National Gallery London
History, Permanent Collection, Top Paintings, Exhibitions.

Samson and Delilah (1609-1610)
By the Baroque painter Rubens.

One of many masterpieces in the
National Gallery, London.

National Gallery London


Permanent Collection
Painting Masterpieces
Art Museums in Europe

The National Gallery in London, one of the world's best art museums, is based in Trafalgar Square and contains over 2,300 Western European paintings in it's permanent collection. These paintings belong to the public and entrance to the gallery is free, although visitors have to pay to view certain temporary art shows.

Before visiting the National
Gallery in London, please see
Art Evaluation: How to Appreciate Art.

For some of the most important
artists of the 18th/19th centuries
see: Best English Painters.

For UK painters (1960-2000),
see Contemporary British Painting

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History of the National Gallery

Unlike other famous art museums like the Paris Louvre or the Prado in Madrid, the National Gallery did not begin by nationalising a royal collection. Instead, it came about through the House of Commons (the UK Parliament) who in 1824 agreed to pay £57,000 for the painting collection owned a banker called John Julius Angerstein. A total of 38 paintings were purchased and housed temporarily in Angerstein's house in Pall mall until a suitable gallery could be constructed. In 1823 the landscape painter and collector of art, Sir George Beaumont promised his collection of paintings to the state on the condition that suitable accommodation was provided for their display. Initially they also went on view in Pall Mall, until the whole collection was moved to Trafalgar Square in 1838.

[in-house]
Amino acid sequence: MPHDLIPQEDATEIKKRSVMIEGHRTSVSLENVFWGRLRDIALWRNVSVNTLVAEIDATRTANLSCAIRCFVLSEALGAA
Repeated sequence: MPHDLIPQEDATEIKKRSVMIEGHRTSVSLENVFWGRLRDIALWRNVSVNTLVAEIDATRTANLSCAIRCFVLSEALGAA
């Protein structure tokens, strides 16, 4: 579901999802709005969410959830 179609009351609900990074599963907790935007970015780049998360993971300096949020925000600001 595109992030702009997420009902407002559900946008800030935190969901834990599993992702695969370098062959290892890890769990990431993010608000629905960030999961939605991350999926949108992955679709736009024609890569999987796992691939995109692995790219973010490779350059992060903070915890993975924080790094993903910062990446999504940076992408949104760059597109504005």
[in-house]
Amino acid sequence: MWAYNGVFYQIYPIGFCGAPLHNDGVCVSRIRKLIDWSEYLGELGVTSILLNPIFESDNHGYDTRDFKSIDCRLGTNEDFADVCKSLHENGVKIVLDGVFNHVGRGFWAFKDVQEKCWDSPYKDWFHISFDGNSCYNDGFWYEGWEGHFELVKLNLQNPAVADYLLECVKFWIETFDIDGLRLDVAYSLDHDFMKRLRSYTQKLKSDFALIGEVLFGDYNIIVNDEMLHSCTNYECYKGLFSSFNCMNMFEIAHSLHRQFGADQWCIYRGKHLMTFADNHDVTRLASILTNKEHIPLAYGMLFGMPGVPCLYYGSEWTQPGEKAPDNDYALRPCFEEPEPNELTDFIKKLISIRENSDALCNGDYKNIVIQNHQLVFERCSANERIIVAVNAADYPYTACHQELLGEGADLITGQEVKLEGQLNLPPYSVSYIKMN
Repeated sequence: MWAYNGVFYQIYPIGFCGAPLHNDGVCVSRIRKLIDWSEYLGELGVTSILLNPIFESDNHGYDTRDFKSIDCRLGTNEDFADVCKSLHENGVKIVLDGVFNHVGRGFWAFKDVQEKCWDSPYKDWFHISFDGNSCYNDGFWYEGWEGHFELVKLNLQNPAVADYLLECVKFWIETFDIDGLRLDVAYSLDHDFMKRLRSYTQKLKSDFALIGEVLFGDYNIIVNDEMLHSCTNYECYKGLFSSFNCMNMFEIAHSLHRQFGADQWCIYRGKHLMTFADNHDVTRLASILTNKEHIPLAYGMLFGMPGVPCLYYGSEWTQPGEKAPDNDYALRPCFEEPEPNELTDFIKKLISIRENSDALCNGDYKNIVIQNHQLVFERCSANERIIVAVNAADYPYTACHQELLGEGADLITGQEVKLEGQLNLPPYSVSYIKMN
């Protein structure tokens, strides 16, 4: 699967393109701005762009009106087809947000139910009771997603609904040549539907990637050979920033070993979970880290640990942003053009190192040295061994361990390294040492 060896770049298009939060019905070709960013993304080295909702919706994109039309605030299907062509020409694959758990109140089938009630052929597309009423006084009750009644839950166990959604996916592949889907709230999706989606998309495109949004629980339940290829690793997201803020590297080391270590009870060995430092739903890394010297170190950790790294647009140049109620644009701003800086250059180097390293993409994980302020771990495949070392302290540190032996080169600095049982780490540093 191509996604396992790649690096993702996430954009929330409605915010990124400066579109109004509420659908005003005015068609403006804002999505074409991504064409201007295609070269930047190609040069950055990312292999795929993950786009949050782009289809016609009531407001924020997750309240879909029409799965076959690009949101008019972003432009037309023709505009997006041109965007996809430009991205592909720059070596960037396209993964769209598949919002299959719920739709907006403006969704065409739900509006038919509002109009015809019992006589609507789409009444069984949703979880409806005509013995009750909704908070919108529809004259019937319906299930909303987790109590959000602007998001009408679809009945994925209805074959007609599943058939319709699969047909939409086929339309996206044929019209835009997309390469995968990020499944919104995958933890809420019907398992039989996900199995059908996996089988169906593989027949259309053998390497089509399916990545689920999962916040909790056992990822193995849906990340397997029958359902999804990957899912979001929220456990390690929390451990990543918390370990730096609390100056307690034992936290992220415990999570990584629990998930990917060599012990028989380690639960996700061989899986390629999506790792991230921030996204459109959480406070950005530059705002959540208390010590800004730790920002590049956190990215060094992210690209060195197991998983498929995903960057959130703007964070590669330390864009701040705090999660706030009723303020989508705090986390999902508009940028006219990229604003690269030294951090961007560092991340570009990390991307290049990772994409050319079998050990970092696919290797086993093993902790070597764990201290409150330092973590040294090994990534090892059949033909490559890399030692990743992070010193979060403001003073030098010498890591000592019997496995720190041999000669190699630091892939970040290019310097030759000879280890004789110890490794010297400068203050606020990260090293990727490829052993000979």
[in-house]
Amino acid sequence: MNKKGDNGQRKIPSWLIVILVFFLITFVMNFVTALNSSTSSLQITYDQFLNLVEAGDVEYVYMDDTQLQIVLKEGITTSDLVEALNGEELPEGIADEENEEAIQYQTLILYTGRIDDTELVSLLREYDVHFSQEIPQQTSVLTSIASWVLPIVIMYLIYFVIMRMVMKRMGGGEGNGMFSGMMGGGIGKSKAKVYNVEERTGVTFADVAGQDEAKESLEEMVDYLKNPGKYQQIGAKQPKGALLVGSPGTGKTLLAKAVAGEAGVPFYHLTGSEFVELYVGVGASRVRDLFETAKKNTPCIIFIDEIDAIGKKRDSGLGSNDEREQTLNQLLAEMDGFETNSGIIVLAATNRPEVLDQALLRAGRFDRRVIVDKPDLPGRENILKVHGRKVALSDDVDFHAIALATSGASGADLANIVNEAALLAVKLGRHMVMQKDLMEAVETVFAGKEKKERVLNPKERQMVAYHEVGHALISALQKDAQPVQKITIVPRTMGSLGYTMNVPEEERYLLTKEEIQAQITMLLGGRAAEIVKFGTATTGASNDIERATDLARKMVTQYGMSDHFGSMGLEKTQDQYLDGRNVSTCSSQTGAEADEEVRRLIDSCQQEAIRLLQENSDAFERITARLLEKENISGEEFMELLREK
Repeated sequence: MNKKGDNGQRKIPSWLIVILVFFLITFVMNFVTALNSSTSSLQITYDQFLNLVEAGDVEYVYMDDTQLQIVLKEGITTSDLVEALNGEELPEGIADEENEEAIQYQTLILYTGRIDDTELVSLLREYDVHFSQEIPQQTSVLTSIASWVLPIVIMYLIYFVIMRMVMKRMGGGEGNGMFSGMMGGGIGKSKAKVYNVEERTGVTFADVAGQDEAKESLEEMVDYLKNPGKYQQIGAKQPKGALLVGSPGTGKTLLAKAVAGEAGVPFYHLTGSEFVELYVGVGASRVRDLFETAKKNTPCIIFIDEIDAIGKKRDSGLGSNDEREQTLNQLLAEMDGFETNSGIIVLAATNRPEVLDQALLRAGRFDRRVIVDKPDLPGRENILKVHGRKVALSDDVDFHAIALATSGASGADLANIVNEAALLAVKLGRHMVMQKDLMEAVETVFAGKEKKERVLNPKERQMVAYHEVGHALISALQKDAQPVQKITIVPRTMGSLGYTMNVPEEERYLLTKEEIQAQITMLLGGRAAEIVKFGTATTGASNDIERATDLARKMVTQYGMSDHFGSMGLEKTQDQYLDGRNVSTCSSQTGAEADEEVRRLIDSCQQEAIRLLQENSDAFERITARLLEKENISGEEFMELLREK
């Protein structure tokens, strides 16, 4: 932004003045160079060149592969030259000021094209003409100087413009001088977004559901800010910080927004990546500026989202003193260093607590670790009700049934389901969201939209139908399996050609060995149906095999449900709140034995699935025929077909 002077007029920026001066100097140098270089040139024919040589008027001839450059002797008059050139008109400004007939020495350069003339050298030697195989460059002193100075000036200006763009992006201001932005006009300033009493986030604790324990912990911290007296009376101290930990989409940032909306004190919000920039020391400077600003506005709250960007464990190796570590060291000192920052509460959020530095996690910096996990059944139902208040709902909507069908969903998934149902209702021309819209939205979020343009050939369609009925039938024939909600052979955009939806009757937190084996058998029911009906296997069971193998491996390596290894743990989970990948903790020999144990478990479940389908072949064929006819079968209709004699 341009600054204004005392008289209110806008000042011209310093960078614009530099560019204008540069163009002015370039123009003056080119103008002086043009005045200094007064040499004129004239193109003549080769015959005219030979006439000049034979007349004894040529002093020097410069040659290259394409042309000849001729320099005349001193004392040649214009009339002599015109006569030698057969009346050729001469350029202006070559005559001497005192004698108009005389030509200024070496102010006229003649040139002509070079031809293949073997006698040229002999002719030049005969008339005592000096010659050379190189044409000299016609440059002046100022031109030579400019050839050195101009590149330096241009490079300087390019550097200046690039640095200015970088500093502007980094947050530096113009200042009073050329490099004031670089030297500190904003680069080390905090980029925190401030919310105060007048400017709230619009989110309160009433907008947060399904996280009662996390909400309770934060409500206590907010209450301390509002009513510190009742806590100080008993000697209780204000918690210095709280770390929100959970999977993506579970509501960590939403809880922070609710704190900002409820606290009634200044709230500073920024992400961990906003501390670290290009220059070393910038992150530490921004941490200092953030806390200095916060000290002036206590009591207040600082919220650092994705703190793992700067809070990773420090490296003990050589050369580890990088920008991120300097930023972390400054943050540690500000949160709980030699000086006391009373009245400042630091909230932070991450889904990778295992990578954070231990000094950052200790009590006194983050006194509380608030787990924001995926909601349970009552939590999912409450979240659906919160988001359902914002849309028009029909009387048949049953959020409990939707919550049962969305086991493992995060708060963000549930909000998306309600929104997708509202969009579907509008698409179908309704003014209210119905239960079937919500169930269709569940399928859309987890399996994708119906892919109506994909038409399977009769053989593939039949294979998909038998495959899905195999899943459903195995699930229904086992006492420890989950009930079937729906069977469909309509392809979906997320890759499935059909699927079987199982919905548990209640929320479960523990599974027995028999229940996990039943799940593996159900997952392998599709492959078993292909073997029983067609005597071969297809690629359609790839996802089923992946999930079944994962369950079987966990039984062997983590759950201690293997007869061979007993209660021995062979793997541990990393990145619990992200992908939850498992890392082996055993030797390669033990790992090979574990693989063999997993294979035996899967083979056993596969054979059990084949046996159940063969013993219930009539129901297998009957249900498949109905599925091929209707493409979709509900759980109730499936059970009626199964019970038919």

Uffizi Gallery Florence
Pitti Palace, Florence
Capodimonte Museum, Naples
Vatican Museums
Raphael Rooms (Vatican)
Doria Pamphilj Gallery
Guggenheim Venice
Mauritshuis Art Museum
Rijksmuseum Amsterdam
Hermitage St Petersburg
Tretyakov Gallery Moscow
Pushkin Museum of Fine Arts
Prado Museum Madrid
Reina Sofia, Madrid

The current gallery has been expanded significantly since it's foundation, in fact, only the facade onto Trafalgar Square remains as it did in 1838. Several additions have been made to the building including the Sainsbury wing, which was built in 1991 to house the collection of Renaissance paintings.

National Art Collections Fund

At the turn of of the century the agricultural crisis forced many aristocratic families to sell their paintings. Many of these paintings were ending up in the United States, which prompted the foundation of the National Art Collections Fund. The first purchase of the fund, on behalf of the National Gallery, was Velazquez's Rokeby Venus in 1906.

For a list of the finest works of
painting and sculpture, by the
world's most famous artists, see:
Greatest Paintings Ever
Oils, watercolours, mixed media
from 1300-present.
Greatest Sculptures Ever
Works in stone, bronze, wood
from 33,000 BCE-present.

For details of any important
art shows being staged at the
National Gallery London,
see: Art News Headlines.

Finest Art Museums in America.

For top creative practitioners, see:
Best Artists of All Time.
For the greatest view painters, see:
Best Landcape Artists.
For the greatest still life art, see:
Best Still Life Painters.
For the greatest portraitists
see: Best Portrait Artists.
For the greatest genre-painting, see:
Best Genre Painters.
For the top allegorical painting,